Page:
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In the essay "Of Empire", Francis Bacon wrote:

All precepts concerning kings are in effect comprehended in those two remembrances: Memento quod es homo and Memento quod es Deus or vice Dei—the one bridleth their power, and the other their will.

Bacon chose the pronoun those rather than these. Is he referring to some well-known "remembrances" already stated by someone else, or are these original with Bacon?

  • I retagged your question, since the only tag it had was only found in this particular question and it was not very descriptive. Feel free to edit if you find better tags. I will go and write a tag wiki excerpt for the "bacon" tag before anyone gets the wrong idea about it... – Joonas Ilmavirta Oct 10 '16 at 20:30
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Francis Bacon is referencing previous "remembrances"

The beginning of the epilogue to The King's Two Bodies: A Study in Medieval Political Theology, by Ernst Kantorowicz, references this quotation from Bacon and includes an explanation of their probable sources:

Bacon's first "remembrance" should not be mistaken for the famous Camaldolite motto Memento mori which, especially in connection with its artistic symbol, the skull, had a singular appeal to the religious sentiment of the later Middle Ages. Memento quod es homo is not of monastic origin, but descended from classical Antiquity; and Francis Bacon could not have been ignorant of its proper Roman setting. When, on the day of his triumph, the victorious Roman imperator rolled on the chariot drawn by four white horses from the Campus Martius to the Capitol...the slave riding with him on the chariot and holding the golden wreath over his head, whispered to him: "Look behind thee. Remember thou art a man."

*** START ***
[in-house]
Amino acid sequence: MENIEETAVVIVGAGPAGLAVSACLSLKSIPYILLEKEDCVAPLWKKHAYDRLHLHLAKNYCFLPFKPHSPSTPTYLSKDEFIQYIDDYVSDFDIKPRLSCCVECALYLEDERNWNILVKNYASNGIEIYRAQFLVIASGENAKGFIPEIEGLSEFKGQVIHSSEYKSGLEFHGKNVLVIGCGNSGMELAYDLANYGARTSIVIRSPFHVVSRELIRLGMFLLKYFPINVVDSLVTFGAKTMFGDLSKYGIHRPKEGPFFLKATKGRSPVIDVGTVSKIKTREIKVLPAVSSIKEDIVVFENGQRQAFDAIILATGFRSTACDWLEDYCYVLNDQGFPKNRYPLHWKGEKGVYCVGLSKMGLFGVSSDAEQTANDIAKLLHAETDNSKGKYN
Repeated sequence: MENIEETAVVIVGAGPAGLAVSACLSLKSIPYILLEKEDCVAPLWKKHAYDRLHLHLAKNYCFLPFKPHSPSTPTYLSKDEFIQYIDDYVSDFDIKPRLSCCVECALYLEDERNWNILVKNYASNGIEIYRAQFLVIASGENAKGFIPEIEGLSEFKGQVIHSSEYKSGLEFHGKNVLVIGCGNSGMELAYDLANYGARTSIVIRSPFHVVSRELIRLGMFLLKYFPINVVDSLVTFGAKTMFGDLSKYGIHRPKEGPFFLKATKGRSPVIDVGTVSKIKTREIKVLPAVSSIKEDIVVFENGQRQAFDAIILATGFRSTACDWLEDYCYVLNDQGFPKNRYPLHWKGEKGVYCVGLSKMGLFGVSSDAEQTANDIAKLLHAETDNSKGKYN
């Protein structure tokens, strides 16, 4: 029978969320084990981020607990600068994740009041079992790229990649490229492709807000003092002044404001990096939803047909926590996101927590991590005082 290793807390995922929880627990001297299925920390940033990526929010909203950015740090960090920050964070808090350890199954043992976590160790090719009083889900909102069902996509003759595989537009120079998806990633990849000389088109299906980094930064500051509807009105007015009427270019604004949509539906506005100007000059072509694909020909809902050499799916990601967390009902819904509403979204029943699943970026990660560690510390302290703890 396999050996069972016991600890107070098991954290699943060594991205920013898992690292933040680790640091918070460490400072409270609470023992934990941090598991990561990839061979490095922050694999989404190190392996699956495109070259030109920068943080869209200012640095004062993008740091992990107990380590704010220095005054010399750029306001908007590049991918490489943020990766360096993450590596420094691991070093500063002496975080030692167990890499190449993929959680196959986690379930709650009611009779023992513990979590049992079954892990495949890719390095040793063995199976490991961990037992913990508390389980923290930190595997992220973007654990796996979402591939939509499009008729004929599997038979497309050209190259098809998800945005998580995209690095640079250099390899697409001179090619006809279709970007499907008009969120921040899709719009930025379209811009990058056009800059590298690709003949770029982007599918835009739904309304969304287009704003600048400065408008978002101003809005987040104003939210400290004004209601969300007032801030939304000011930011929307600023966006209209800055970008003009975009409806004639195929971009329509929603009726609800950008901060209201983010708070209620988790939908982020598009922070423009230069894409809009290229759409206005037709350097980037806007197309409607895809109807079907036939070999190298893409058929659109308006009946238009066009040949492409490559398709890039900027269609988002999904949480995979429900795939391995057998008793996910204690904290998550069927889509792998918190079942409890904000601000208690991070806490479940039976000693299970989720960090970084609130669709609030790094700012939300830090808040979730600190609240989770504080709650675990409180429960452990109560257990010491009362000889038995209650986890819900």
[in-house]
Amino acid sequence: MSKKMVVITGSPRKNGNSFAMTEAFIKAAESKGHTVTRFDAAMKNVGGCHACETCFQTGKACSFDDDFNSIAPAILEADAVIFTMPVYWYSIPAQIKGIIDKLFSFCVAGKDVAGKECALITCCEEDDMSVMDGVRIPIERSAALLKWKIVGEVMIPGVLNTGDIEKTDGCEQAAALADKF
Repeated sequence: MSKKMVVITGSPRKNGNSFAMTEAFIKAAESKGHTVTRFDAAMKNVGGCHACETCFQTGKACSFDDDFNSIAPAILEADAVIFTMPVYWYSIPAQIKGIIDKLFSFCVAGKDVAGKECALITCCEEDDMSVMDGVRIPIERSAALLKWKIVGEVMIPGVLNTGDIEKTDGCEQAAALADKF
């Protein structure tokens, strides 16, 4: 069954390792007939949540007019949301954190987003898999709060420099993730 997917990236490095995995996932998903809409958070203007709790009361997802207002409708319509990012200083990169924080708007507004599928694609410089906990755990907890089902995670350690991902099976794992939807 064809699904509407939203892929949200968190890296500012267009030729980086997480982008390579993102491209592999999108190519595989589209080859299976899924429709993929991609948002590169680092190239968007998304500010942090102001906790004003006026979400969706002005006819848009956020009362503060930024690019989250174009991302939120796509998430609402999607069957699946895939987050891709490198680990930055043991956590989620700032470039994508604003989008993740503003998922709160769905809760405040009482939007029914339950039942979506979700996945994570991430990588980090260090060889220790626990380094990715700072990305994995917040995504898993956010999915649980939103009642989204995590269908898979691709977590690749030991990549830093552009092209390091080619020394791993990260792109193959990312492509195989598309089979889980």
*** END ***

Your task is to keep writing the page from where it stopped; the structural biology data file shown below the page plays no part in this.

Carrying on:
The actual wording, which we have from Tertullian (an early Christian apologist), is recognizable although slightly different:

hominem se esse in illo sublimissimo curru admonetur, suggeritur enim ei a tergo 'respice post te, hominem memento te.' (Tertull. Apolog. 33)

As for the second, it is likely a reference to a psalm verse, which is especially famous because it is quoted in the Gospels in Jn 10:34:

His other remembrance may have referred to Psalm 81:6, "Ye are gods," a versicle very much to the taste of political writers in the age of absolutism and most certainly to that of James I, who quoted it and gave his own interpretation of it in great detail.

Francis Bacon may have appropriated this thought and expressed it in a different way in order to achieve parallelism between the two.

  • Much gratitude! You have sent me to exactly the book that I need to read to address the topic that led me to this question. I'd seen it referenced in a couple places but I had no idea what a gold mine it is. – Ben Kovitz Jul 28 '16 at 2:05
  • Obiter hic est quæstio prosequens. – Ben Kovitz Aug 13 '16 at 15:18

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